Privatization is not the answer for the Pittsburgh Water and Sewer Authority

Recognizing this progress and applying criteria explained below, a blue-ribbon panel created by Mayor Bill Peduto recommended that PWSA remain a public authority but with a thorough reorganization and crucial change in governance.
We are at a crossroads, as the mayor and city council consider our proposed changes.
While the panel did not receive such a proposal, which reportedly never got to the point of negotiation, we were aware of this option, as well as other options that could put the water system into the hands of a private company.
Privatization is a legitimate option and was considered.
Private companies tend to be more efficient than public agencies providing the same service; the discipline of the market and the competition it brings demand it.
A study by Food & Water Watch, a nonprofit that opposes privatization, compiled water rates of the 500 largest community water systems in the country and found that, on average, privately owned water utility service costs households 59 percent more than public water service.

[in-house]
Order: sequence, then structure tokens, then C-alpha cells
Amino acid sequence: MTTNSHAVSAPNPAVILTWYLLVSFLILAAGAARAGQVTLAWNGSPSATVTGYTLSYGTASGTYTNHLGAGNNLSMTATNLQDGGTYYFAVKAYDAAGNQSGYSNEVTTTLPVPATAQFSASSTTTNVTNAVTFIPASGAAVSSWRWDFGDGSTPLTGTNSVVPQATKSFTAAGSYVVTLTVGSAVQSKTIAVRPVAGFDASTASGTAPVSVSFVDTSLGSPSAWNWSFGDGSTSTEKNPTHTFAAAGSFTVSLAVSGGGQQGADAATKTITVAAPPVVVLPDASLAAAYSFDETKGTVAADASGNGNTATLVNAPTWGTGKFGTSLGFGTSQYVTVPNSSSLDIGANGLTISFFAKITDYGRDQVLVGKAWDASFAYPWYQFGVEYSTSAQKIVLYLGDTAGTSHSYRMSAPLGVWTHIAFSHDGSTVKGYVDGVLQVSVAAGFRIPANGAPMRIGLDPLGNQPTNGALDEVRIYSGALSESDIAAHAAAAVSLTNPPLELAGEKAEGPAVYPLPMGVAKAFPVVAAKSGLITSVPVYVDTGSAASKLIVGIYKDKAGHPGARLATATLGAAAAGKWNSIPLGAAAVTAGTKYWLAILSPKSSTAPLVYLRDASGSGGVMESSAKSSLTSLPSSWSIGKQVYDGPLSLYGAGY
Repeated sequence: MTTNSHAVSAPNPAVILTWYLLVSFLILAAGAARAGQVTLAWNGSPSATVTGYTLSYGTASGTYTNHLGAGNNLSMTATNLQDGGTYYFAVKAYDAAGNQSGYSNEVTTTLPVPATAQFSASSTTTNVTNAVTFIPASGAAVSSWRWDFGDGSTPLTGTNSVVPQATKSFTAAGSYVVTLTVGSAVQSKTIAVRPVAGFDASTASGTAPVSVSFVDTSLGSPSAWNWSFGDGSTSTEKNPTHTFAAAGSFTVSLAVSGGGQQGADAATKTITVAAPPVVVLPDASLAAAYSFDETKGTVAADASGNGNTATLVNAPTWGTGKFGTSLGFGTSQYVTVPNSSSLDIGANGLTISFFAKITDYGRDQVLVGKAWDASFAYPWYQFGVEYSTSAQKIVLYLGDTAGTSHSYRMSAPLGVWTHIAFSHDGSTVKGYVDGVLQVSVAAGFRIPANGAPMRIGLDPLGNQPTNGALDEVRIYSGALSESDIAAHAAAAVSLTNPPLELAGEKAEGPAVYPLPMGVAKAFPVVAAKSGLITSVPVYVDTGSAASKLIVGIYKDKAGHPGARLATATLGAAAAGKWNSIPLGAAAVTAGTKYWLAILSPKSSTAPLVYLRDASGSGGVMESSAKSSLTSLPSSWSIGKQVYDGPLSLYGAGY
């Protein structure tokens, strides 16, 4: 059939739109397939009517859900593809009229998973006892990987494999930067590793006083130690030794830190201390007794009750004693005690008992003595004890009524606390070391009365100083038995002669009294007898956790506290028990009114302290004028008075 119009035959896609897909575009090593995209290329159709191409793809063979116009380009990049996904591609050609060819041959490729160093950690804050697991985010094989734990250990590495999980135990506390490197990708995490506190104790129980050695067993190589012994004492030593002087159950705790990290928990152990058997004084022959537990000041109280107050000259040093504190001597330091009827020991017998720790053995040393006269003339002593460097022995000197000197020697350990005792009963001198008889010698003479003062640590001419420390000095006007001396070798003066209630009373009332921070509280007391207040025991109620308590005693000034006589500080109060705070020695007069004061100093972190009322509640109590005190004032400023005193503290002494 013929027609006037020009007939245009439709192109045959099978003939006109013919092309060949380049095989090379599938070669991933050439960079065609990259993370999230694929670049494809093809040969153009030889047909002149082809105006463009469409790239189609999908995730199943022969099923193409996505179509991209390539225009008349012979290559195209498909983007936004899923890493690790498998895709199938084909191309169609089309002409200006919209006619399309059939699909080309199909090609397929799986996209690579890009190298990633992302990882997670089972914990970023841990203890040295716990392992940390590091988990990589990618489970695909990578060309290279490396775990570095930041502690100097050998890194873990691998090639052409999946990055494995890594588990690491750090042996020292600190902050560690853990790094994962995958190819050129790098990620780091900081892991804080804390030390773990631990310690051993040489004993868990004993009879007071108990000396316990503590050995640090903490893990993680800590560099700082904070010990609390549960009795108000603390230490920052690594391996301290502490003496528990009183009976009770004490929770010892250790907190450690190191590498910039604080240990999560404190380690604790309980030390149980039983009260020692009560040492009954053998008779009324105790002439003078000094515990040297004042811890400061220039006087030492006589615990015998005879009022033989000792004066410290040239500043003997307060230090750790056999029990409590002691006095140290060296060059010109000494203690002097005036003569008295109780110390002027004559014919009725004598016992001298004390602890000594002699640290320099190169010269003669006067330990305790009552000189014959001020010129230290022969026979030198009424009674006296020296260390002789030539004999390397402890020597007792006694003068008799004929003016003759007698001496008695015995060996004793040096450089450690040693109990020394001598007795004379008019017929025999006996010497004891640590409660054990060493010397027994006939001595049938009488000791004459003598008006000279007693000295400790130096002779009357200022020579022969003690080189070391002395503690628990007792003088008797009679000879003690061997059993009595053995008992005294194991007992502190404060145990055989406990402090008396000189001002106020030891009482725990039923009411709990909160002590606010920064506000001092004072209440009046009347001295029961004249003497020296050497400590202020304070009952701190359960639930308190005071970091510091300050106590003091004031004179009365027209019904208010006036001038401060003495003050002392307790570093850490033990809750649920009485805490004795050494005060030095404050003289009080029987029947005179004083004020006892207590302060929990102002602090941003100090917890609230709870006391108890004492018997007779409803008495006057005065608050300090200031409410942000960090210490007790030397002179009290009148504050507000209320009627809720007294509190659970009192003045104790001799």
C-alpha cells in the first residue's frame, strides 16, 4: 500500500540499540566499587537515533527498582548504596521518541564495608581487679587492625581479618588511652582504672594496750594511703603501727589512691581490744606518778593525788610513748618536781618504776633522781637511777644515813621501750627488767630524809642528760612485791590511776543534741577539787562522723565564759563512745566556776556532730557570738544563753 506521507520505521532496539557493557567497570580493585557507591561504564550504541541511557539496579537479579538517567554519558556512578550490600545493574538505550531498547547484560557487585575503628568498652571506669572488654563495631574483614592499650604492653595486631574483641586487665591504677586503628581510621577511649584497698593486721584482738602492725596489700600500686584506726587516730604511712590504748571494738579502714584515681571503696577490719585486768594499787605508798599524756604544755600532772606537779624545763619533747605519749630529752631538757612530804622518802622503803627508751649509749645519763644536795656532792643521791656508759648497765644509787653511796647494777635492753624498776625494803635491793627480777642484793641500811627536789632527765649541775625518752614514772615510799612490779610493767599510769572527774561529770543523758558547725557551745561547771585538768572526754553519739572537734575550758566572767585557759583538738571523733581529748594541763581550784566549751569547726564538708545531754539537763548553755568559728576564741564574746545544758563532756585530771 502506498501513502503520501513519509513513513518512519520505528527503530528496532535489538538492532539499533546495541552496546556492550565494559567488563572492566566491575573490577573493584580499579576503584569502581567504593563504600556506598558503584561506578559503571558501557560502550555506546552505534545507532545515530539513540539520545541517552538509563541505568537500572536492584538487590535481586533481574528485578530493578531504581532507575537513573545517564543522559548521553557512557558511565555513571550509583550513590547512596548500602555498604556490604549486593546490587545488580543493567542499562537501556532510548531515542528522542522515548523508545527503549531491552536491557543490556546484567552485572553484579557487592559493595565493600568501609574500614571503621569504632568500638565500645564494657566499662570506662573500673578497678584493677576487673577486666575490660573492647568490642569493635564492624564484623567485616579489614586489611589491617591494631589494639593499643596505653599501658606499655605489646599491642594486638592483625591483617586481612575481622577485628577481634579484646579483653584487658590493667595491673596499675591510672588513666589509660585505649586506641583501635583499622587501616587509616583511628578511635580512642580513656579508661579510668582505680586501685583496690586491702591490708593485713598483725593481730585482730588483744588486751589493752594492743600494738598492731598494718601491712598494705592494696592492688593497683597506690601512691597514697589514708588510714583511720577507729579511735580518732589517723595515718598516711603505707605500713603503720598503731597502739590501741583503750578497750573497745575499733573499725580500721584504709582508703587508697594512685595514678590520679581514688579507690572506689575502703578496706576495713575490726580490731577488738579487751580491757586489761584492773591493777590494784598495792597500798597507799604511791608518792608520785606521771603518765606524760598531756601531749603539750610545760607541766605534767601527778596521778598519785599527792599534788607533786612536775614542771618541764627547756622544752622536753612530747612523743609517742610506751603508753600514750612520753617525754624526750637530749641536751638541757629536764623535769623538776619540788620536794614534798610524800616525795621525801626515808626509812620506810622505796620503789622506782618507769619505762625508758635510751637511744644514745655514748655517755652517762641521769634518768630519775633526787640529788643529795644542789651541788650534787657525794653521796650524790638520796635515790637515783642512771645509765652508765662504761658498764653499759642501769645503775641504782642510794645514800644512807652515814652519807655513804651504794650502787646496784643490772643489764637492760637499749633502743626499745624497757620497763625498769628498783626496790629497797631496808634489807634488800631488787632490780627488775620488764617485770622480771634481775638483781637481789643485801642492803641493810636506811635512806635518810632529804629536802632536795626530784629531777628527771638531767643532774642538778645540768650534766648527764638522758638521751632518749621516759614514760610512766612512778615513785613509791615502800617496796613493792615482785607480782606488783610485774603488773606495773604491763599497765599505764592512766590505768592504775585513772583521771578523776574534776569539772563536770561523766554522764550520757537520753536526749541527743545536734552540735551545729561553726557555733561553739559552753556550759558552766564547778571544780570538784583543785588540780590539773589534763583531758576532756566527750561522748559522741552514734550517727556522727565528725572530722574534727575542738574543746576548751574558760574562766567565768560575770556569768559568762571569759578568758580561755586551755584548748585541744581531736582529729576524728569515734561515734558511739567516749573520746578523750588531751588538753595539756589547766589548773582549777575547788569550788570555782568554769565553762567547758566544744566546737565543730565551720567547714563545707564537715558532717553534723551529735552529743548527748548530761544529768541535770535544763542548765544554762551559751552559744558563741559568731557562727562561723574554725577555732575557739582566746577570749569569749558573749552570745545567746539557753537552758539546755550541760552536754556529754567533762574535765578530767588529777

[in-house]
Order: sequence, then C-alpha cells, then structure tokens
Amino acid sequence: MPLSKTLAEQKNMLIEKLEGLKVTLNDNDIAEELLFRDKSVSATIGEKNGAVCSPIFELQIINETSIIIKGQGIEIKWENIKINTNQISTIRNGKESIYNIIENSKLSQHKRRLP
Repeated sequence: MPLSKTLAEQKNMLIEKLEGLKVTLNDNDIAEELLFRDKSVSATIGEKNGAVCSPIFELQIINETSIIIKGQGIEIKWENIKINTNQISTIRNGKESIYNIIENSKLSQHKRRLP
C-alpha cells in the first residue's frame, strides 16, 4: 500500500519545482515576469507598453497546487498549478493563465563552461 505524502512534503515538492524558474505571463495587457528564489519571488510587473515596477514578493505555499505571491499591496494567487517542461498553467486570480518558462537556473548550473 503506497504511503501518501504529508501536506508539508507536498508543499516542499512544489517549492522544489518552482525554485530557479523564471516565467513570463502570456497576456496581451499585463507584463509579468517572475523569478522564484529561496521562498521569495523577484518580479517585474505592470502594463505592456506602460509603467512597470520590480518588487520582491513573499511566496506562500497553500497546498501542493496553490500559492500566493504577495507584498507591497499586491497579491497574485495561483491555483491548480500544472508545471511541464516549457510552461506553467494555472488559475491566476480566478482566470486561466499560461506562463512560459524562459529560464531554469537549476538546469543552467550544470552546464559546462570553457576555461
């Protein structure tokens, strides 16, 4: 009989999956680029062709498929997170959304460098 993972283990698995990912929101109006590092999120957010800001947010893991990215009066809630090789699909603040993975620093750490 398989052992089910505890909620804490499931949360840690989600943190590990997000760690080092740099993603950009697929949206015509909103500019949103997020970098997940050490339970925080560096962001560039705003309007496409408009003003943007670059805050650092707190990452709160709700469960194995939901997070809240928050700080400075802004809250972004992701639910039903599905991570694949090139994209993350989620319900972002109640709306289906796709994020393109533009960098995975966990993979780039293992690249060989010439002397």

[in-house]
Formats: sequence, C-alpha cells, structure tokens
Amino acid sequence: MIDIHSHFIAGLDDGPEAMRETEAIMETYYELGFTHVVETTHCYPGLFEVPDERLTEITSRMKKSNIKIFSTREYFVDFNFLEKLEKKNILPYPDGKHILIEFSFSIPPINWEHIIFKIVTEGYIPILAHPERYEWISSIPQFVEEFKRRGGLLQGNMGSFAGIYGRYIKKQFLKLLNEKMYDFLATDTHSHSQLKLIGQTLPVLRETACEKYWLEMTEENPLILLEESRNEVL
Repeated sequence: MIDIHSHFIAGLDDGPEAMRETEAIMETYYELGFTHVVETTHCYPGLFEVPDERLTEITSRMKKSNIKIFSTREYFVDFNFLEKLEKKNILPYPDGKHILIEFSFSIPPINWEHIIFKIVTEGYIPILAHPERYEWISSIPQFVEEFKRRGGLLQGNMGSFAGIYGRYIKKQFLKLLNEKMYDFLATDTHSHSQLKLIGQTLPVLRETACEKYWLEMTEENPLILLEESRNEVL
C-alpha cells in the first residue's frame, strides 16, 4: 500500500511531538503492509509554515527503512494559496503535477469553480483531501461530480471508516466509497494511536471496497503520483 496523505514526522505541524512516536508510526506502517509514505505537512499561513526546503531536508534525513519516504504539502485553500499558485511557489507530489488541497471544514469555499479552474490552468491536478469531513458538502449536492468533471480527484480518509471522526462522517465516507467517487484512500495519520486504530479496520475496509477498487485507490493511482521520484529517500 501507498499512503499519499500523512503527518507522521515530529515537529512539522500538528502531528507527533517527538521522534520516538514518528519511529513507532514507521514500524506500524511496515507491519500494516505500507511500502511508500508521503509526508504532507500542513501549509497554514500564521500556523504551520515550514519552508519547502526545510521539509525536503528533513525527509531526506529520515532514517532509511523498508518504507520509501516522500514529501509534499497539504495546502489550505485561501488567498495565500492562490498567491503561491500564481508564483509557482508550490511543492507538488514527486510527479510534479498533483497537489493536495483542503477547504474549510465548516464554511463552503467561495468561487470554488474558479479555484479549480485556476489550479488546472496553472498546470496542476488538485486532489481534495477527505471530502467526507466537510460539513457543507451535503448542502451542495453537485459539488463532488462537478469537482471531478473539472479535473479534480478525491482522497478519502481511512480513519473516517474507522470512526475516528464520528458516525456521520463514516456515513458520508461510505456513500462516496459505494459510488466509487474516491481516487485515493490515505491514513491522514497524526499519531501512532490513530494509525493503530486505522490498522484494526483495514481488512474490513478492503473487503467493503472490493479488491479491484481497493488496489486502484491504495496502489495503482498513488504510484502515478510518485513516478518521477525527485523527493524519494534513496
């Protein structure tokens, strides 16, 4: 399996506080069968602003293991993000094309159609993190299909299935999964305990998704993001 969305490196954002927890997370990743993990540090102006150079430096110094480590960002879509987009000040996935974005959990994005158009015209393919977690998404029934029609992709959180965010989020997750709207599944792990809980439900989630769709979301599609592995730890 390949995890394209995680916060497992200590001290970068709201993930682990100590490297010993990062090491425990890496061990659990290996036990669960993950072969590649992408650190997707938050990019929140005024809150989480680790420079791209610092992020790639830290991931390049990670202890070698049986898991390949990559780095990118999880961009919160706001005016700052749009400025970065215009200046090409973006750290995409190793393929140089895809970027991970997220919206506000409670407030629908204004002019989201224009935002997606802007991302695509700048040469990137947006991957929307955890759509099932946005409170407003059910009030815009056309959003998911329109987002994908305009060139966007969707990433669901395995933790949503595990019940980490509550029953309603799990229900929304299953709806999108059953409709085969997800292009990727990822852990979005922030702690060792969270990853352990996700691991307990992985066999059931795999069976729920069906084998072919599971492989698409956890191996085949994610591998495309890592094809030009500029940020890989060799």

When the panel conducted an analysis of the options, we decided from the perspective of the public PWSA serves that, after public health and safety, there are four criteria of overarching importance for the future success of the water system: independence from political control, public accountability, public trust, and a governance and management structure to make improvements durable.
The panel’s recommendation is to keep PWSA public, build on the progress that’s been made during the past year, remove operational barriers to continued improvement and change the authority’s governance so that it has a board of directors free of political influence and focused solely on creating a world-class water and sewer utility committed to providing safe drinking water at affordable rates for the citizens of Pittsburgh and surrounding communities.
Now is the time to summon the political will to make these long-overdue changes in the way PWSA is governed and operated.
We believe this is the best course of action for PWSA, its customers and the city, and we urge the mayor and Pittsburgh City Council to pursue this path.

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